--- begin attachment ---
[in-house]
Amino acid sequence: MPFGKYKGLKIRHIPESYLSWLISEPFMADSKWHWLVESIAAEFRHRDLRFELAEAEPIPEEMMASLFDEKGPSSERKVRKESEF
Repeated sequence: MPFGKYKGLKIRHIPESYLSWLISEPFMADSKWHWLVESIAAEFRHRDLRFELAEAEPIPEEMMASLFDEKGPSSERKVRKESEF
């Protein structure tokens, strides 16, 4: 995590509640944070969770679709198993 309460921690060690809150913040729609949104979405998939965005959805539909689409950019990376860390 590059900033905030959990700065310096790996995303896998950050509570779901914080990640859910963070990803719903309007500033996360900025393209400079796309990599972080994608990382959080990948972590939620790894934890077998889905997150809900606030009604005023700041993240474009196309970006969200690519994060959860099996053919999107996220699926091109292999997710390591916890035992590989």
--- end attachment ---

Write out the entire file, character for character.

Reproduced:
[in-house]
Amino acid sequence: MPFGKYKGLKIRHIPESYLSWLISEPFMADSKWHWLVESIAAEFRHRDLRFELAEAEPIPEEMMASLFDEKGPSSERKVRKESEF
Repeated sequence: MPFGKYKGLKIRHIPESYLSWLISEPFMADSKWHWLVESIAAEFRHRDLRFELAEAEPIPEEMMASLFDEKGPSSERKVRKESEF
């Protein structure tokens, strides 16, 4: 995590509640944070969770679709198993 309460921690060690809150913040729609949104979405998939965005959805539909689409950019990376860390 590059900033905030959990700065310096790996995303896998950050509570779901914080990640859910963070990803719903309007500033996360900025393209400079796309990599972080994608990382959080990948972590939620790894934890077998889905997150809900606030009604005023700041993240474009196309970006969200690519994060959860099996053919999107996220699926091109292999997710390591916890035992590989």